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Tuesday, 23 September 2014

Fossil ice wedges



Ice wedges are formed in continuous or discontinuous (or sporadic) permafrost areas when the frozen ground contracta and when a wedge-shaped mass of ice then develops to fill the void.  Sometimes the wedge grows laterally and widens, pusing the flanking sediments aside and disrupting the pre-existing stratigraphy.  Later on, when a thaw sets in, the wedge of ice melts out, and sediments slip into the void and eventually fill it up.  These are called fossil ice wedges or "ice wedge casts" -- and they are a very good indicator -- in fluvio-glacial gravels in particular -- of very cold or tundra conditions which set in after the gravels are laid down. I have seen quite a few of these features in Pembrokeshire.

The top illustration is from the Mullock Bridge gravel pit near Dale, where the wedge formed in a Devensian kame terrace.  The lower example (from the old Mathry Road gravel pit near Letterston, Pembs) is not so well formed, and is best referred to as a "fossil frost fissure" -- it probably did not survive for more than a few years or decades.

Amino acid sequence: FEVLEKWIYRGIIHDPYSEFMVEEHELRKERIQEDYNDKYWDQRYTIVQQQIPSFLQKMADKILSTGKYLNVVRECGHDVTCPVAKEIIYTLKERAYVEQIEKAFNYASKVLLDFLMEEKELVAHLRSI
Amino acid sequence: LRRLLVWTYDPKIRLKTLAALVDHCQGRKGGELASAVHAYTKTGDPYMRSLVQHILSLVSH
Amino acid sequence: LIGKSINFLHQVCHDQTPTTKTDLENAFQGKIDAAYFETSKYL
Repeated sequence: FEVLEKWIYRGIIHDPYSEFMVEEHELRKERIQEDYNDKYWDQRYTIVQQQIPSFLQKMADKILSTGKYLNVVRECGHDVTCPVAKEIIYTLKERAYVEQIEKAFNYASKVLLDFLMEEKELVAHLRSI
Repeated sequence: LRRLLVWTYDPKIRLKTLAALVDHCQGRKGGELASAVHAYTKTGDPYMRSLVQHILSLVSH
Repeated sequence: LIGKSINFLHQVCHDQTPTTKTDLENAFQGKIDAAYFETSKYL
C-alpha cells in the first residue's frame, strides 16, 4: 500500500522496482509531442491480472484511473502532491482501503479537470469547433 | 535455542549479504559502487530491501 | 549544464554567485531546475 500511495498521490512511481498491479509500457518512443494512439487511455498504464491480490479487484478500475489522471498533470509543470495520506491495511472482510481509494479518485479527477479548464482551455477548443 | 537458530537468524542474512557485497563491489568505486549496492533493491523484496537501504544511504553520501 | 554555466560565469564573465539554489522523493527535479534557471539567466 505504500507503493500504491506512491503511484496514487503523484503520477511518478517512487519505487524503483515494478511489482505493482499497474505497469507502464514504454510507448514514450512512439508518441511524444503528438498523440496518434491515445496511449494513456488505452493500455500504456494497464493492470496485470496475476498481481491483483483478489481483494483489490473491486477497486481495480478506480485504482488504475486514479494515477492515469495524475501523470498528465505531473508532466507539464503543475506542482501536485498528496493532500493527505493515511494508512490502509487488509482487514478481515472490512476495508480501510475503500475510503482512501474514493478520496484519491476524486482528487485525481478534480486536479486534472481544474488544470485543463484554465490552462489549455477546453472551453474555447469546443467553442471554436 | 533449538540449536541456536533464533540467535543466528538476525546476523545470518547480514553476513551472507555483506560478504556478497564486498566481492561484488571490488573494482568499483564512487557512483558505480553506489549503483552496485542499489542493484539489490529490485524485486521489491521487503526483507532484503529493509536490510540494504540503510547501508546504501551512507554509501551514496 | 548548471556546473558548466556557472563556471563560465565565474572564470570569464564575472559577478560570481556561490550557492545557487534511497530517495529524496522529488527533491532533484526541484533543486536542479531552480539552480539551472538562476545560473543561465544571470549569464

The big question about these fossil permafrost features is this:  what age are they?   The gravels were probably laid dowm during ice wastage shortly after 20,000 years ago.  So the permafrost features might have formed shortly after that.........  On the other hand, there was a distinct cold snap referred to as the Younger Dryas, about 12,000 years ago.  That did not last for much more than a thousand years -- but it was certainly cold enough for permafrost to have formed in Pembrokeshire -- and indeed there is other evidence to support that contention.

4 comments:

Constantinos Ragazas said...

Brian,

Any geology maps you can post showing areas in the UK where such ice wedges exists? Any in Salisbury Plain? Any in the Thames basin?

Kostas

BRIAN JOHN said...

Kostas -- put the word "permafrost" into the search box, and all will be revealed.

Constantinos Ragazas said...

Brian,

Thanks for the suggestion! You are right. This topic has been extensively discussed in your blog in the past four years. Especially interesting posts are the following,

“Why is Salisbury Plain different?” (Sunday, 19 December 2010) http://brian-mountainman.blogspot.com/2010/12/why-is-salisbury-plain-different.html

and

“Where are the chalkland patterns on Salisbury Plain?” (Saturday, 25 August 2012) http://brian-mountainman.blogspot.com/2012/08/where-are-chalkland-patterns-on.html

Any new insights to these questions in the titles of your posts? Reading my comments under these posts 2 and 4 years ago I had at the time offered some plausible reasons! Why am I still in the cold over this?

Kostas

BRIAN JOHN said...

All your comments have been answered perfectly well, Kostas -- and ad infinitum. Enough, enough.